Friday, January 18, 2013

SPSP 2013: How to Get Your Message Across

The team at Psych-Your-Mind is at the annual meeting for the Society of Personality and Social Psychology in New Orleans, LA bringing you the latest news from the conference!

At this morning’s symposium on science in the media called “How to Get Your Message Across,” two public relations experts discussed some of the strategies that researchers can use to be more effective in their communications with the media. I attended this symposium with great interests because my research has gone rogue in the media before, and so I came with the intent of learning something new about the ways to communicate with reporters and journalists.

The first speaker was Lisa Munoz, the public information officer from the Society of Personality and Social Psychology. Munoz discussed the fundamental tension between scientists and reporters: Scientists want to discuss the background and the details of the research. In contrast, reporters want to get to the bottom line—what, in particular, the researchers found in their study. From Munoz’s perspective the primary goal of discussions between scientists and reporters is to disseminate research to a broader audience. Thus, Munoz stressed the importance of talking to the press frequently, and looking for opportunities when the press will be particularly receptive to your research (e.g., relationship research close to Valentine’s Day).

The second speaker was Claudia Hammond from the BBC. Hammond provided several tips to facilitate communication between researchers and reporters. Importantly, she stressed the need to “sound human” with reporters, saying “Chat about your research in a way that you would if you were chatting about it with your mum.” Interestingly, Hammond downplayed the competing goals between reporters and scientists saying of reporters, “All they want is for you to say interesting things.”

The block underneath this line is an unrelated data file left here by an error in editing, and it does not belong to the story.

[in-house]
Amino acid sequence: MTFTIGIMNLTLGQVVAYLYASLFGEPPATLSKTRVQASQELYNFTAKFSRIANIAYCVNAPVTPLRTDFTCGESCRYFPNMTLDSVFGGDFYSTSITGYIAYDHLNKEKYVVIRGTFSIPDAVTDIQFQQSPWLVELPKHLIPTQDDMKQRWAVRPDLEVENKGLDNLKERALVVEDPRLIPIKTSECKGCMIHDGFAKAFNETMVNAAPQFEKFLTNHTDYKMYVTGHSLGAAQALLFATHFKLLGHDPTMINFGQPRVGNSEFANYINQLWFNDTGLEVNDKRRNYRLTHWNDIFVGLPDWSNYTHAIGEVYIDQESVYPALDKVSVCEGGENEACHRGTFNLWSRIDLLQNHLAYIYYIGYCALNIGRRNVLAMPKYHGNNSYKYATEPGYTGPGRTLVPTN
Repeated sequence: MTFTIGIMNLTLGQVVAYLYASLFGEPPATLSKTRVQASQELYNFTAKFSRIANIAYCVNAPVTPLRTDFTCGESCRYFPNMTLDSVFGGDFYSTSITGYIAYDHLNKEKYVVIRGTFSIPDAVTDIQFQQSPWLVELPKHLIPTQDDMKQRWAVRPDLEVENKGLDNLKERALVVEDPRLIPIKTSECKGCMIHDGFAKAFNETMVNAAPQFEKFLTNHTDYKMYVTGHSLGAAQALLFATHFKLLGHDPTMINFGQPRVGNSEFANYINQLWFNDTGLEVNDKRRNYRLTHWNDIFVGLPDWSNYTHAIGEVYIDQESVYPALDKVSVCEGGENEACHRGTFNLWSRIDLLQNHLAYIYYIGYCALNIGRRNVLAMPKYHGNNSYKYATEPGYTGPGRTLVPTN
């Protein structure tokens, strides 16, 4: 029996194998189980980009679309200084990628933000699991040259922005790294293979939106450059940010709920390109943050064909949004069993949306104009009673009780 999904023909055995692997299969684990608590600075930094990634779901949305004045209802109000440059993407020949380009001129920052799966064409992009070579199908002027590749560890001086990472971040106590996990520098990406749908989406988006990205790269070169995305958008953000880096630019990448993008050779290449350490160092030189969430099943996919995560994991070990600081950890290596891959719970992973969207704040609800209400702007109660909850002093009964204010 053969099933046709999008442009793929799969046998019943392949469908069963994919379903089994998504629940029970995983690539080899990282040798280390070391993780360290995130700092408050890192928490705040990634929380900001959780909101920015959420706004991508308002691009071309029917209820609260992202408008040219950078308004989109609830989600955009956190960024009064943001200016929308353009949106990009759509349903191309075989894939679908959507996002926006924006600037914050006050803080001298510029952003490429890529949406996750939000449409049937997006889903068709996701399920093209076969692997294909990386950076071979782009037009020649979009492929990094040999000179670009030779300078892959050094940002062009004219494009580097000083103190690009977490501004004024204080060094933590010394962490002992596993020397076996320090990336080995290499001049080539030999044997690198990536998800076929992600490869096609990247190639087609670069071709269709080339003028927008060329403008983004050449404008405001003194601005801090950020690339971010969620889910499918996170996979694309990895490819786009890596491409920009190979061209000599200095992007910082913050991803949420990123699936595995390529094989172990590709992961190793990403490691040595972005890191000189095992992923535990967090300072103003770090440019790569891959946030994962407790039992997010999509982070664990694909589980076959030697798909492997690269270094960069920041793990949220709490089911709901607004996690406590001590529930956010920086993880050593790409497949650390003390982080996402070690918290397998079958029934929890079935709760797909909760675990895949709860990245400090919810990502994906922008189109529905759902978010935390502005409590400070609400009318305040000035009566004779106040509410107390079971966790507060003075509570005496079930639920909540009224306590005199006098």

All of this information was well and good, but I would have liked to hear more about how to prevent your findings from being reported inaccurately. On that topic, Hammond argued for flexibility, saying “Accept a certain level of simplification, but not so much that it’s wrong.” Munoz suggested that losing the details of your research is sometimes inevitable—particularly as a press release spreads to more and more media outlets. When discussing media coverage of a study examining links between Terror Management Theory and well-being, Munoz quipped that “When the story spread to other media outlets, the details were lost.”

All told, I left the symposium with a new perspective on reporters who discuss science in the news. In particular, I am convinced that there is a certain level of wariness that researchers must maintain when talking with the press—so that when inaccuracies come up in reporting, the researchers can head those off. Of course, that level of wariness will vary from researcher to researcher. Excited about discussing your research with the media? 


  1. Thanks very much for coming to the session and for your feedback. We're sorry to hear that you came out of the session feeling less excited about talking with the media. The hope was to give you a better understanding of how press interactions work so that you would feel more comfortable.

    While it is inevitable that some journalists may inaccurately report your work, most of them are genuinely interested in the research and want to share it with others. During the session, we highlighted a few ways scientists can minimize the potential for inaccuracies: taking control of the interview, sticking to talking points, and being upfront about what the research does and does not show. We appreciate your feedback and will cover this issue more at future sessions.

    1. Hi Lisa, Thanks for speaking at this symposium. I think it was a helpful look inside the science to news process from the perspective of the media.

      You're right that the session did cover some ways in which researchers could minimize inaccuracy in reporting. One of the challenges is that I'm not sure exactly how a researcher "takes control of an interview." After all, there isn't any training for that sort of maneuver. I've tried to stick to talking points in interviews before, and I wasn't effective because I was simply too excited to have my research featured in the news! It's not easy, and so I think a certain amount of wariness is healthy when talking to the media.


  2. Yay, I'm here too! Great conference.